In recipe 303439 (http://aspn.activestate.com/ASPN/Cookbook/Python/Recipe/303439) Andrew Durdin presents a customized tuple class that permits individual item access via a named attribute. I think this concept is quite novel and, as Andrew points out, can greatly improve readability of code. In this recipe I implement his tuple concept in a slightly different manner.
Instead of requiring the named attributes list for each instantiation of the tuple, my implementation 'Spawns' a derived tuple class that is taylored to the named attributes specified. And it is this Spawned class that is then used to instantiate tuples. My approach effectively separates the definition of the attribute names from the data specification. And in doing so, this approach diminishes instantiation hassles and further improves clarity.
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class NamedTuple( tuple ): def __new__( cls, names ): return NamedTuple.Spawn( names ) def __getattr__( self, name ): try: return tuple.__getitem__( self, tuple.__getattribute__( self, '_names' )[name] ) except KeyError: raise AttributeError, "object has no attribute named '%s'" % name except AttributeError: raise RuntimeError, "'NamedTuple' class cannot be used directly, use subclass generated by Spawn instead" def __setattr__( self, name, value ): raise TypeError, "'NamedTuple' object has only read-only attributes (assign to .%s)" % name def Spawn( names ): class __temp( NamedTuple ): def __new__( cls, values ): return tuple.__new__( cls, values ) __temp._names = dict( zip( names, range( len( names ) ))) return __temp Spawn = staticmethod( Spawn ) if __name__ == '__main__': # There are two ways to Spawn a tuple class: Employee = NamedTuple.Spawn(['first', 'last', 'id']) Product = NamedTuple(['name', 'cost', 'profit', 'qty']) emp1 = Employee(['Jane', 'Foo', 1]) # The number of values is not limited to the number of # named attributes defined. emp2 = Employee(['John', 'Bar', 2, 'What about this?']) print emp1, emp1.last, emp1 print emp2, emp2.first, emp2 pro1 = Product(['Box', .10, .05, 100]) print pro1, pro1.profit, pro1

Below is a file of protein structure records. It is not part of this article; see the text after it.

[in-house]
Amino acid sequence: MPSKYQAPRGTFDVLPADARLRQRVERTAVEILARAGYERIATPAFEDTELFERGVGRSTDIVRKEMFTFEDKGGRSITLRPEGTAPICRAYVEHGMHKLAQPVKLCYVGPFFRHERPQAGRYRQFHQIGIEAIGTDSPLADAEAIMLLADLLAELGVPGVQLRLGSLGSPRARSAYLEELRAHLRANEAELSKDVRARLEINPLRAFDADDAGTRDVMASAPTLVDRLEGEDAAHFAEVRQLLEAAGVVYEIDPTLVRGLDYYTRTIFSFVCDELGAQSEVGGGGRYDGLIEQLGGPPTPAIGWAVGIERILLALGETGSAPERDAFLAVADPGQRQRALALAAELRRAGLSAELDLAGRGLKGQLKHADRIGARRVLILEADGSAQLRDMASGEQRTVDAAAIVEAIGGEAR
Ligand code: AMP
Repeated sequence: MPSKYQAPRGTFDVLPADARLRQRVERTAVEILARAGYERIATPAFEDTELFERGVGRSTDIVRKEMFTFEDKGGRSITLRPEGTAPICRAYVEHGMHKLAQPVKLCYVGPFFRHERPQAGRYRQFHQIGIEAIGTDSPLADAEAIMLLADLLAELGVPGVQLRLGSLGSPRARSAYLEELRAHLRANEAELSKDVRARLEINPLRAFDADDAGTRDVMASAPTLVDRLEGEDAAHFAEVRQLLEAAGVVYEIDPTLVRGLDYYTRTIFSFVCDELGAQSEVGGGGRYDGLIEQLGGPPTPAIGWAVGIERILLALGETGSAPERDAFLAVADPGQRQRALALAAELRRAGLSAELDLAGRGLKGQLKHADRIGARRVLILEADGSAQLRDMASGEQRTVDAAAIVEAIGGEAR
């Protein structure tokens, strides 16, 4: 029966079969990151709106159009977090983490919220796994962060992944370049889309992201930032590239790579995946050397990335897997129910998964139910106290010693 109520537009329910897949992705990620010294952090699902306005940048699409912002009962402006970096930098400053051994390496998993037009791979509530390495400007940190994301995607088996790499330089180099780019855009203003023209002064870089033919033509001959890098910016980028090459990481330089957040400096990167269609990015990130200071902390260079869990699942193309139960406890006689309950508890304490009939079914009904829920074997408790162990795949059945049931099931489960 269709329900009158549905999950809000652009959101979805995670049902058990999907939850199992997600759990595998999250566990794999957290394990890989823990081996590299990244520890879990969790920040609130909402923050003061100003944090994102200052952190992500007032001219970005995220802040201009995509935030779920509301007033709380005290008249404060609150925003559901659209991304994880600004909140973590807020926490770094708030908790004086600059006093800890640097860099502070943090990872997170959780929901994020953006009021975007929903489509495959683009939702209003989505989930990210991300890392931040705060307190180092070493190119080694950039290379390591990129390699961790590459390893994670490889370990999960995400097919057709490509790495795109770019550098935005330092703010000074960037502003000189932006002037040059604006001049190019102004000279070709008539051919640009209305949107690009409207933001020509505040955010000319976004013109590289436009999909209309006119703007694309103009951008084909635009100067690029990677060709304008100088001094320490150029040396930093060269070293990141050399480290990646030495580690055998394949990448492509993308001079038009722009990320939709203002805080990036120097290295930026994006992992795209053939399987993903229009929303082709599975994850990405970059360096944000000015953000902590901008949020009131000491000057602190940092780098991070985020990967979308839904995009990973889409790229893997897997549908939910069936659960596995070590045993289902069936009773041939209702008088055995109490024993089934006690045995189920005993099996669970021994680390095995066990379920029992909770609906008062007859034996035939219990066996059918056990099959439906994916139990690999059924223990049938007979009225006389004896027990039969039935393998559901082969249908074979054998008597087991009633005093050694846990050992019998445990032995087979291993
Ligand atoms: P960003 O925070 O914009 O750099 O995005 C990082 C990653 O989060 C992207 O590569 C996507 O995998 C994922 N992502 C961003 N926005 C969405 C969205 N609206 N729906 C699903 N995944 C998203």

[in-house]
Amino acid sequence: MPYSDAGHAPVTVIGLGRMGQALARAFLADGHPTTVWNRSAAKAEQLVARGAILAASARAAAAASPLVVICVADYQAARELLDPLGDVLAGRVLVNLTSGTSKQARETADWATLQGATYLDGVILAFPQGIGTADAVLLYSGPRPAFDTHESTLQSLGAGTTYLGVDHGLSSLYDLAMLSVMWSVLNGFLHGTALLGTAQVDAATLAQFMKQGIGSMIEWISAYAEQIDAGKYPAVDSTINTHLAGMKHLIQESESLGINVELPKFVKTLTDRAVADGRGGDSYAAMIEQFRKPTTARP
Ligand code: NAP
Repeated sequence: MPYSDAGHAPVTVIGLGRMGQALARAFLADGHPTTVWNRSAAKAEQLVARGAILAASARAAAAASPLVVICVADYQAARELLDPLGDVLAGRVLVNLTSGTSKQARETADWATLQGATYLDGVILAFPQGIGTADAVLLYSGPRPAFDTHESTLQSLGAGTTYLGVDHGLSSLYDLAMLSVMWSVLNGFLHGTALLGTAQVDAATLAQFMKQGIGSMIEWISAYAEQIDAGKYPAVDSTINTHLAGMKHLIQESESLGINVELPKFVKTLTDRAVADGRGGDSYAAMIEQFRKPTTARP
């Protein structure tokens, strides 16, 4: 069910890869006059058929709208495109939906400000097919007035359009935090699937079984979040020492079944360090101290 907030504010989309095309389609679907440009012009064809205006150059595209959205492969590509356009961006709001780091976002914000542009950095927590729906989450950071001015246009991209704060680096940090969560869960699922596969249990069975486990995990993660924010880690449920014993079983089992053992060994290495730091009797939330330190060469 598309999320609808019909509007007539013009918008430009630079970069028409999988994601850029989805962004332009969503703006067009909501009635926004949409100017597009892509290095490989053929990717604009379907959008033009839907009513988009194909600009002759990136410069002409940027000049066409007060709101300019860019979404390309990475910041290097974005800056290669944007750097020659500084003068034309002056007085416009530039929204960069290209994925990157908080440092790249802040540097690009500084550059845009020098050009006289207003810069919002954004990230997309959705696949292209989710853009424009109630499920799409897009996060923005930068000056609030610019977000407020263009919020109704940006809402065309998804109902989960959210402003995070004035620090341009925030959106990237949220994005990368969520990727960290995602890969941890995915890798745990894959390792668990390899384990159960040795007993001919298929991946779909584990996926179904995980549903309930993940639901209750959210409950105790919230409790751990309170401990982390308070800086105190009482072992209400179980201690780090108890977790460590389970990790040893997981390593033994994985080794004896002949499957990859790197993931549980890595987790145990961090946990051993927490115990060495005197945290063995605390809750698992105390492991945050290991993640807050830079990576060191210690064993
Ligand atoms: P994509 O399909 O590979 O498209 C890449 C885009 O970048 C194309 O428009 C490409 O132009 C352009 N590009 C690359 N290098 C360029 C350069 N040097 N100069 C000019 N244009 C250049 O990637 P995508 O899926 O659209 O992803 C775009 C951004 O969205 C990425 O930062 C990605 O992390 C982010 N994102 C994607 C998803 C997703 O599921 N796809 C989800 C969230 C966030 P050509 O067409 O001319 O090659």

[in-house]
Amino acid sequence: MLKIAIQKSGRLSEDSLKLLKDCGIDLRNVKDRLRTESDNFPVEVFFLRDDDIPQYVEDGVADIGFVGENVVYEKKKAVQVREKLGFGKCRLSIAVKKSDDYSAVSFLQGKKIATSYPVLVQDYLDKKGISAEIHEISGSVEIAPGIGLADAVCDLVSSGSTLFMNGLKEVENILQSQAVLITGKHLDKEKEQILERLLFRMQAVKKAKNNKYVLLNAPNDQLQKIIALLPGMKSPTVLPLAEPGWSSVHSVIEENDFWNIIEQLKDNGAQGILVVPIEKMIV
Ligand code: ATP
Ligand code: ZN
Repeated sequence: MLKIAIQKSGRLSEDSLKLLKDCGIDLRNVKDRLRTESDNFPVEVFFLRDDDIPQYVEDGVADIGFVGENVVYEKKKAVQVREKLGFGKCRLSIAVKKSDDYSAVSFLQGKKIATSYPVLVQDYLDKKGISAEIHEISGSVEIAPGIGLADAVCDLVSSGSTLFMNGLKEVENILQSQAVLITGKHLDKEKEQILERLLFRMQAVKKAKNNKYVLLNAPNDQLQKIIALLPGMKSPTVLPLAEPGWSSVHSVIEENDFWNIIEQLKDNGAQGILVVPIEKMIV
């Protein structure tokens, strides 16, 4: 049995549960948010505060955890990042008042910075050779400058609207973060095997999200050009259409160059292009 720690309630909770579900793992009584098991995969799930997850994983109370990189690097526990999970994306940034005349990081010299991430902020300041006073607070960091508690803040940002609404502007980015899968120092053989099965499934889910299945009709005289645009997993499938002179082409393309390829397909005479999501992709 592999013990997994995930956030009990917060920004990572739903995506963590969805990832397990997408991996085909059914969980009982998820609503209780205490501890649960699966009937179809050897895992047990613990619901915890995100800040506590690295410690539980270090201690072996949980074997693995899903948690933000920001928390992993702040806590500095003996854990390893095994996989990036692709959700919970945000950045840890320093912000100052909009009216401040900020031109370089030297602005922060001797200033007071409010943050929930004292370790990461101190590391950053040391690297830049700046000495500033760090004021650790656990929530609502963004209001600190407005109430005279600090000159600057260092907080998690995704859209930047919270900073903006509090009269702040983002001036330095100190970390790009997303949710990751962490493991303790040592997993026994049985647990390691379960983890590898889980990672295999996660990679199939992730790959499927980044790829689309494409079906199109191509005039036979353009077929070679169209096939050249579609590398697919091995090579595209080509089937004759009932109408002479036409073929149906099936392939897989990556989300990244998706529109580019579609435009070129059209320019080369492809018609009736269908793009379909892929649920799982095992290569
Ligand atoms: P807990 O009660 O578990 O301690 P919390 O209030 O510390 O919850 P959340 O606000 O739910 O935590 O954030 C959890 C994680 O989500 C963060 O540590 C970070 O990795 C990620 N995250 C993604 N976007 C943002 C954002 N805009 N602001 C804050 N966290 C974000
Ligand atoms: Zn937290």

There are several things to notice here about using this modified NamedTuple class, and most notably is the clarity and ease of instantiation. Now the syntax looks more like the native tuple syntax, and requires less tricks like the zip function needed in the prior implementation.
The number of data values is not limited to the number of defined attributes, although it would be easy to enforce if desired.
There are two ways to Spawn an attributed tuple class. The only difference between the two is preference in readability.
With so many different ways to group data in Python using classes, dicts, lists, and tuples, I find Andrew's approach to be very fascinating. It affords the use of named arguments as a class or modified dict would, but yet retains the immutability of a tuple (among other tuple features). I certainly appreciate Andrew's contribution and hope my additions to his work will help others exploit this concept in their applications.